Welcome to Lima — where life is lived to the full, family is everything and food is a joy to be savoured.
Having said all that, Peru’s capital city needs a little time to work its charms — so don’t be too quick to judge based on first impressions. The drive in from the airport is fairly uninspiring, but trust me, things will improve.
One thing you won’t need to worry about in Lima is rain on your holiday parade. It virtually never rains here (well, 5mm a year, but that’s generally precipitation from fog rolling in off the Pacific). There are very few holiday wash-outs or problems on wash day for the city’s nine million residents. As a big city, Lima has had its share of social issues over the years, but it’s a lot safer than it used to be. Still, be vigilant, especially at night — and don’t take a taxi alone.
Enjoy this Lima travel guide.
To immerse yourself in local culture, head for the historic heart of Lima.
With its magnificent plazas, colonial buildings and wonderful Andalusian and Moor-inspired architecture, the Plaza de Armas has been the centre of life in the city since it was established in 1535. The central fountain dates back to the 1600s.
While you’re there, don’t miss the changing of the guard at the Presidential Palace at around noon. Everyone seemed fairly nonplussed by this, so you could have the grand ceremony pretty much all to yourself!
Peru is the spiritual home of lost civilisations and Pachacamac is the ideal introduction to Incan history.
This massive archaeological site is a 40-kilometre drive from the city. It’s a harsh and unrelenting environment, so bring a hat and plenty of water. The site has a number of pyramids and some modern recreations to give you an idea of how things would have looked back in the heyday. There’s a small museum and extremely helpful guides to assist in making sense of it all.
In some ways Pachacamac lives on. There are modern-day housing settlements encroaching on all sides (albeit with a few more mod cons than would have been available to the original inhabitants — town water, electricity, satellite TV etc). However, it feels like this is just the latest chapter in the history of this ancient site.
Prepare to eat late in Lima.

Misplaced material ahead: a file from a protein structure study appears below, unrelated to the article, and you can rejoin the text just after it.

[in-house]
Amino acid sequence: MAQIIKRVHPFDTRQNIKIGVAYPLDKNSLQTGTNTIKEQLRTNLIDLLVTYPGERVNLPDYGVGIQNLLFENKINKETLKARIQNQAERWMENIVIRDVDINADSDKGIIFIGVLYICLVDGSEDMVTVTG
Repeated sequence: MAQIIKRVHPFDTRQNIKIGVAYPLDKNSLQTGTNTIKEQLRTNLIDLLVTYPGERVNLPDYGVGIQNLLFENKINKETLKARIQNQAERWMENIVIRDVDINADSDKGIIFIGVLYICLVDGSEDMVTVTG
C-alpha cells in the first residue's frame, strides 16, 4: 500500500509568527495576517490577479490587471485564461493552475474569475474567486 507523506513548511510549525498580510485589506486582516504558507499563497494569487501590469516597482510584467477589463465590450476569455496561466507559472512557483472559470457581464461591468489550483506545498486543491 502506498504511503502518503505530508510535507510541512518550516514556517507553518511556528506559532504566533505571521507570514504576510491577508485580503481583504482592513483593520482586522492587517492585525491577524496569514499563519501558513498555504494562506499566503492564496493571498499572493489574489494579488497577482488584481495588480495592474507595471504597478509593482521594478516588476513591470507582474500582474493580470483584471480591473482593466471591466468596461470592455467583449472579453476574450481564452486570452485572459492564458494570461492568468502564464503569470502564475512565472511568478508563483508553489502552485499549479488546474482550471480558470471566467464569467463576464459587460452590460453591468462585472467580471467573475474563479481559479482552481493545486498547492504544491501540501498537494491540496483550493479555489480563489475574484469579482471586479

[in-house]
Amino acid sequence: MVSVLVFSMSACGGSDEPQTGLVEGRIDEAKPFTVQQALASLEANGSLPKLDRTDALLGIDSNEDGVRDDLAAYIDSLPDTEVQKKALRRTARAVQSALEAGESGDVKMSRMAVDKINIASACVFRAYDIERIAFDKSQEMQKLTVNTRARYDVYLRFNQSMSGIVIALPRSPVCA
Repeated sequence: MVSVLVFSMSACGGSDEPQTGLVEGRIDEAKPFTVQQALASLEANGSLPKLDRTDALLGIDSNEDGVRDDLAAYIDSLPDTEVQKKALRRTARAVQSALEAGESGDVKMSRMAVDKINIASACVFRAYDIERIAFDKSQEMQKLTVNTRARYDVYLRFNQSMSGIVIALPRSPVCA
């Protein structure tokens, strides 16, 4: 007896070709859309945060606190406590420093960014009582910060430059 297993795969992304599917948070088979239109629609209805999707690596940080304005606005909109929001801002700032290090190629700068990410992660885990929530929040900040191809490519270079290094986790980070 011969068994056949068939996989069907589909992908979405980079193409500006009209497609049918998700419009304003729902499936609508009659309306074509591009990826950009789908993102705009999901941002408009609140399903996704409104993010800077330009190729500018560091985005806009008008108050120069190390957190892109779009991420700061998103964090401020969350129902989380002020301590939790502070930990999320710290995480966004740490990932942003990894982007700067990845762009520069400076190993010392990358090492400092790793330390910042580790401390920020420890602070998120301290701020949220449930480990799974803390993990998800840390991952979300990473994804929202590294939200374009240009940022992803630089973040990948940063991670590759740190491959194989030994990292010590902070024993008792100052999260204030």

Dinner can be served anywhere from 8 until 11pm, but you can enjoy a reviving lonche or snack around 6pm. Chicken and seafood feature prominently on most menus; red meat less so.
For dinner try Restaurant Huaca Pucllana. The restaurant is built around an Inca pyramid, which provides an added level of ambience to this dining experience. You can take a guided stroll around the pyramid to walk off your arroz con leche (traditional rice pudding) with ice cream on top. Delicious!
Miraflores is Lima’s most tourist-friendly area, and there’s a plethora of cafes, restaurants, boutiques and handicraft markets on hand to keep shopaholics occupied.
Most of the tourist hotels are also located here. While it can all seem a little overwhelming at first, don’t be afraid to venture out and explore (it took us almost our whole stay to work out that we had a fabulous historic square and shopping strip just behind our hotel!).
If you want to shop in the historic centre of town, a taxi will cost around $4USD. Many of the taxis have seen better days (I saw one with absolutely no tread on the tyres whatsoever) so choose carefully. Also, there are no metres. Negotiate your fare prior to setting off or ask your hotel concierge to do it for you.
The aforementioned Plaza de Armas is a great spot to relax and indulge in a spot of Peruvian people watching.
If you are due for a coffee stop, there’s a rooftop café with yellow umbrellas directly opposite the palace on the far side of the square. The door is to the left. Go up three flights of stairs and veer right. The views over the square and surrounding city are fantastic and the coffee is good to boot!
Five tours we love
Get a fabulous overview of the charming Peruvian capital on this comprehensive city tour. You’ll take in the must-see sights, most interesting residential neighborhoods and enjoy the sweeping panoramic ocean views this city is famous for.
Lima is thought to have played a key role in the administration of the Spanish Americas. The city’s majestic colonial buildings and ornate baroque churches certainly support this assertion. Learn more on a fascinating three-hour private walking tour of the historic city centre.
This full-day tour will provide an unforgettable array of experiences, including visits to an authentic local market, a historic cemetery and some of the immigrant neighborhoods that are the reality of life for many in the Peruvian capital. You’ll also spend time with a local family.
Explore one of ancient Peru’s most significant religious sites — Pachacamac. See the towering pyramids that have largely survived the passage of time. You’ll also visit the Sun Temple and the excellent Pachacamac museum.
Take your taste buds on a journey of discovery on this four-hour tour, which includes a visit to a local market and a cooking class. Learn how to recreate traditional Peruvian fare at home.
Do you have any tips to add to our Lima travel guide? We would love to hear from you. Please leave a comment below.
Additional images: Bigstock
About the writer
Adam Ford is editor of The Big Bus tour and travel guide and a travel TV presenter, writer, blogger and photographer. He has travelled extensively through Europe, Asia, North America, Africa and the Middle East. Adam worked as a travel consultant for a number of years with Flight Centre before taking up the opportunity to travel the world himself as host of the TV series Tour the World on Network Ten. He loves to experience everything a new destination has to offer and is equally at home in a five-star Palazzo in Pisa or a home-stay in Hanoi.